Microsoft lets developers swap code

Taking a page from the habits of the underground developer communities, Microsoft Corp. Tuesday announced that it has set up a Web site to swap snippets of code for building Web services based on its .Net initiative.

Announced alongside the second beta release of Visual Studio.Net at TechEd here, Microsoft has launched a service called CodeSwap that allows developers to highlight a segment of code from within Visual Basic.Net and send it to a depository where other developers can view it and incorporate it into their own projects.

The CodeSwap service itself is a Web service that plugs into Visual Studio.Net, and enables developers to publish and maintain a source code index from within their applications and to search the database for other pieces of code.

The database, which can be accessed at, has some similarities to the concept embraced by the open source community, where developers share code freely.

"It's not an open source project," said Dave Mendlen, lead product manager for the Microsoft Developers Network and Visual Studio.Net. He did note that Microsoft will provide a few hundred snippets of generic Web services code that developers can study and use. He compared CodeSwap to the communities he used on CompuServe when he was a developer years ago.

Microsoft said the main reason it launched the community is to drive more developers to its platform and make it easier for companies to build Web services with their current applications. In fact, the concept of easing the development process is inherent to the .Net initiative, Mendlen said. The .Net Framework, which provides all of the infrastructure, applications, and tools necessary to build and run Web services, was created so other companies didn't have to build the infrastructure themselves. Many of the early adopters of .Net agreed.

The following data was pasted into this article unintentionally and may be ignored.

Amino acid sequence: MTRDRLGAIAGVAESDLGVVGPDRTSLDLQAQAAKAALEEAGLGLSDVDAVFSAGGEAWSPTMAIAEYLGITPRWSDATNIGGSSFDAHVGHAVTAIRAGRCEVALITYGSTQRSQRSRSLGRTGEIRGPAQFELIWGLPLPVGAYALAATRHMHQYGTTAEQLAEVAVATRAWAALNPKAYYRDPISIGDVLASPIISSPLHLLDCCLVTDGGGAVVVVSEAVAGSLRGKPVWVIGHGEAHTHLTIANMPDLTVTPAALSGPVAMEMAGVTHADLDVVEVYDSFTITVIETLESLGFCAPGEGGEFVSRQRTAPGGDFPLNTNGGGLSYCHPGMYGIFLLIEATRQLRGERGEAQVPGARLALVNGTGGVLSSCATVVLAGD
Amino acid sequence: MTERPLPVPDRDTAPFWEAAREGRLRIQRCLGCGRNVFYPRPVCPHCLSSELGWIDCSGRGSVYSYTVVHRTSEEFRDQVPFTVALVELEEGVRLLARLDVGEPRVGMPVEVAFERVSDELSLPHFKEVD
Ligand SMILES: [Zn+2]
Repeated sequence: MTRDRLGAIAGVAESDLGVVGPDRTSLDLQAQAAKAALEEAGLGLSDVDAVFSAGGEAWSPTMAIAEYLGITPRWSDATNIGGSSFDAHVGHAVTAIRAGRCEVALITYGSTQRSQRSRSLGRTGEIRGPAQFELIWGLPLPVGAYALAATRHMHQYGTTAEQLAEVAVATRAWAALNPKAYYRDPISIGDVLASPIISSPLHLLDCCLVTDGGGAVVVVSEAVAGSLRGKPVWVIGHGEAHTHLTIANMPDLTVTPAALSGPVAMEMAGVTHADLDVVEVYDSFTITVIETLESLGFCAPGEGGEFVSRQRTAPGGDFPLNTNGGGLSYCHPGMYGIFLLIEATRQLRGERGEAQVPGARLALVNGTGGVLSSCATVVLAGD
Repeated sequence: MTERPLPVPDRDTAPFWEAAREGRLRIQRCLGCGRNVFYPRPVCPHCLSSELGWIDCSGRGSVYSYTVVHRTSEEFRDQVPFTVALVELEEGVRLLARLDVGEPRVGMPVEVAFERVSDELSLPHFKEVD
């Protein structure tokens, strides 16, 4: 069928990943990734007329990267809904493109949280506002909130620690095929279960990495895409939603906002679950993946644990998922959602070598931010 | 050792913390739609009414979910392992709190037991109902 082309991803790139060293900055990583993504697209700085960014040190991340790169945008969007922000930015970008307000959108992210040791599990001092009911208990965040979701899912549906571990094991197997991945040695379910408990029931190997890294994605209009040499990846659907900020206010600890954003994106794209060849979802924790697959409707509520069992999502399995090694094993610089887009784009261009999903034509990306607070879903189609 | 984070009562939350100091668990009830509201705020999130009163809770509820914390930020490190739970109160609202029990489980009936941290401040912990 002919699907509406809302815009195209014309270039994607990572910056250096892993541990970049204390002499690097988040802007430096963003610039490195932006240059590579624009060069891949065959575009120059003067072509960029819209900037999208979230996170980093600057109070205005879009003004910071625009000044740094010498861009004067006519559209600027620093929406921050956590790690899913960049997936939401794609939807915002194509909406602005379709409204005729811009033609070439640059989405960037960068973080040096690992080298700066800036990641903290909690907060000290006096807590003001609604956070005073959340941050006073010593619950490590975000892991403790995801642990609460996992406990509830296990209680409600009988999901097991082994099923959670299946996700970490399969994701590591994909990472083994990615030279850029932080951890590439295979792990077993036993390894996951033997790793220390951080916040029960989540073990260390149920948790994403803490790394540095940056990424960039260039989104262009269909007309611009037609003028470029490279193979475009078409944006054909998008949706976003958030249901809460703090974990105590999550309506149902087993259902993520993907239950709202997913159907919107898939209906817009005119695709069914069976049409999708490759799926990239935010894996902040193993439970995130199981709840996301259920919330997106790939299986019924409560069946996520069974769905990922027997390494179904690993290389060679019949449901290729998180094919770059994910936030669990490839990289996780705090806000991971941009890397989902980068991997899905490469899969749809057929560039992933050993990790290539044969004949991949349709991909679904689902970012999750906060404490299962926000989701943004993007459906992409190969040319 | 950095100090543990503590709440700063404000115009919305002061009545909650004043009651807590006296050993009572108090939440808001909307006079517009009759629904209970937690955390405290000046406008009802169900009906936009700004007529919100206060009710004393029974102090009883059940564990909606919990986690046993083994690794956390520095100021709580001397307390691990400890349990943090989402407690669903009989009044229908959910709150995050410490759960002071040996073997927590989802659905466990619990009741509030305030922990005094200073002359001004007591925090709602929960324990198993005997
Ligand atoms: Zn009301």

".Net really makes it a lot easier for companies to deploy Web services," said John Buchanan, director of business development at Serena Software Inc., which helped build new functions into Visual Studio.Net. "They don't have to start from scratch."

Other functions included in the Visual Studio.Net also have eased the development process. One called Intellisense will automatically finish writing lines of codes when it recognizes what a developer begins to write. The technology is based on the function already used in Microsoft's Office suite, which does similar tasks when writing a date or a commonly used name. With similar technology, Visual Studio.Net will also highlight lines of code that it senses may have been written incorrectly.

Developers here have noted that the new additions to Visual Studio.Net include a number of other features that ease the code-writing process.

"It was pretty painless moving to .Net," said Tore Lode, senior software engineer at CyberWatcher AS, a Norwegian company that built a Web service for aggregating content from the Web, databases and corporate intranets, which doubles as a Smart Tag in Office XP. "Most people are really happy to change to (Visual Studio.Net)."